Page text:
agent portal, features 16 customizable FIT itineraries, some in towns and
villages Avanti has never before offered.
Paul Barry, Avanti's executive chairman, said Italy is its
most popular destination and one with great potential for repeat visits. "Many
people think that if they have been to Rome, Venice, Florence and the Amalfi
Coast, they've 'done' Italy when, in fact, they've only scratched the surface
of this diverse country," he said.
The timing of the new tours was ideal: Barry said Avanti
experienced a "huge surge of passengers this summer." June, he said,
was the best month in company history, with 20% more bookings than in any other
Barry said that the growth of middle classes around the
world and the increase in large cruise ships across Europe is creating
challenges for the Continent's popular cities. In response, Avanti is promoting
more trips across Europe that go beyond the big cities and are offered in
"What we are finding is growth in what have
traditionally been the least-traveled cities has been our biggest increase all
over Europe this year," Barry said.
For example, in the U.K. Avanti is promoting Liverpool,
Manchester and Wales.
"We've been focusing very closely on promoting travel
outside of London," Barry said. "And we have seen a significant
increase in our bookings. In Britain alone, we've seen a 30% increase in
bookings outside of London."
'Let's spread the love a little'
Sif Gustavsson, CEO of Iceland Cool, a social impact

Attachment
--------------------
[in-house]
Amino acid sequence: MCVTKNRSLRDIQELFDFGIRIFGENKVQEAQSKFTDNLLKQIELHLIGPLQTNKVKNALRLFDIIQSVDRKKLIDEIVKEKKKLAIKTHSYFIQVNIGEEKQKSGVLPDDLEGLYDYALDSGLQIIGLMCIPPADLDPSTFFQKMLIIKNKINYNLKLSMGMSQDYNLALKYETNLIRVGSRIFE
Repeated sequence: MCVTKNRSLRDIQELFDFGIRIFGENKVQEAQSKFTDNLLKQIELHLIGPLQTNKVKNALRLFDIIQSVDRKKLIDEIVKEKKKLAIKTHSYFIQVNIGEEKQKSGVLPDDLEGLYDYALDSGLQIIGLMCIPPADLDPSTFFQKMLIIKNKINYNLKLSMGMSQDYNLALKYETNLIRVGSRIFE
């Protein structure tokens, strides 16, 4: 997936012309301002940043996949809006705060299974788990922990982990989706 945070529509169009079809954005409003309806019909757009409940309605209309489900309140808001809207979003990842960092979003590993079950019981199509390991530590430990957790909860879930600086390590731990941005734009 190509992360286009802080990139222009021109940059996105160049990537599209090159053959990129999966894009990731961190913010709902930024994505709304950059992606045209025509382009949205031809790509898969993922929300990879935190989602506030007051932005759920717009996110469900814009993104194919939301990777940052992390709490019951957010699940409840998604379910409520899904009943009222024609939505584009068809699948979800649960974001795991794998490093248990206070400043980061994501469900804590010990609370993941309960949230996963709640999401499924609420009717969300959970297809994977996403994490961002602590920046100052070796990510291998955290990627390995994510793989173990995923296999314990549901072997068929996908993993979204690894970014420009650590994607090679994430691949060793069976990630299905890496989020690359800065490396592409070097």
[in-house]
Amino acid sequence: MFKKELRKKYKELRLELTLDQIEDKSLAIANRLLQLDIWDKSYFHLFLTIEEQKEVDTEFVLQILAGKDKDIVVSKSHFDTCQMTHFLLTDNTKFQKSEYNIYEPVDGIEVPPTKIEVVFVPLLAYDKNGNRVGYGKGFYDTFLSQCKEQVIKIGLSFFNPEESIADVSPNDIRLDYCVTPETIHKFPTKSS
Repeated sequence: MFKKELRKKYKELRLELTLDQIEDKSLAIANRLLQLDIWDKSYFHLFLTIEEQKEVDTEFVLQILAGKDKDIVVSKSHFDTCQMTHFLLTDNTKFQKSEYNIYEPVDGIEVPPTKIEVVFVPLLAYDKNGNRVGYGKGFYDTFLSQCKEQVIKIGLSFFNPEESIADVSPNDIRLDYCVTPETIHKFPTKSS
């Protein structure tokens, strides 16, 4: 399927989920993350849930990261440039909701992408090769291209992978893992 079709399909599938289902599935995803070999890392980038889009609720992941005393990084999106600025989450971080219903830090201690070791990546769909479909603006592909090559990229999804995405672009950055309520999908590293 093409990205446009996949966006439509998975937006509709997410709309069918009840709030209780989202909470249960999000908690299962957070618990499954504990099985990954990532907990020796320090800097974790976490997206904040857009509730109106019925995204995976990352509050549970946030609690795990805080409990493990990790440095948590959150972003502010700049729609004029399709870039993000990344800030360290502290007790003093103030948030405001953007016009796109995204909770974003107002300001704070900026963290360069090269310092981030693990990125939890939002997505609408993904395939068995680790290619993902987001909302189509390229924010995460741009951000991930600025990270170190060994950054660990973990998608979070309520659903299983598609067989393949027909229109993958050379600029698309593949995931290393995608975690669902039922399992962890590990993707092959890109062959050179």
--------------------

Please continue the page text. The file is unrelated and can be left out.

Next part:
marketing and communications consultancy, said suppliers and marketers can and
should change consumer travel habits.
"We have to tell the travelers what they want,"
she said. "They've been doing the same thing over and over, because that's
what we've been offering. But there is no reason why everyone should go to the
same spot on this island when every part of it is mind-blowing. Let's spread
the love a little."
Iceland Cool helps suppliers create and market tours in
remote, less-visited parts of Iceland as an antidote to the crush of travelers
that pushed visitor numbers from 433,000 in 2010 to 2.2 million in 2017.
"There's not a lot of growth in product there, and that's
what I'm trying to do," Gustavsson said. "Every time I work with a
supplier, it's about creating a new product that makes sense for what is
happening [with overtourism]."
G Adventures tours takes guests to the fortified city of Kuelap, often called the Machu Picchu of northern Peru. Photo Credit: G Adventures
For example, Iceland Cool helped Into the Glacier create a
day tour to the highlands region, which is visited by fewer than 1% of
travelers to Iceland.
Gustavsson also helps suppliers work with the government to
create the infrastructure necessary to launch products in remote regions.
Iceland Cool and Hotel Husafell received a grant to build up the hiking
infrastructure and promote the Husafell Nature Reserve as a hiking destination.
Gustavsson helps persuade clients to launch new products
with her 30 years of experience in marketing to consumers in the U.S., Iceland's
top source market.
"People are afraid to try something new and take a
risk," she said. "I tell them, 'If you try this, I swear it will be
worth it, and I will promote it for you.'"
Jeri Clausing contributed to this report.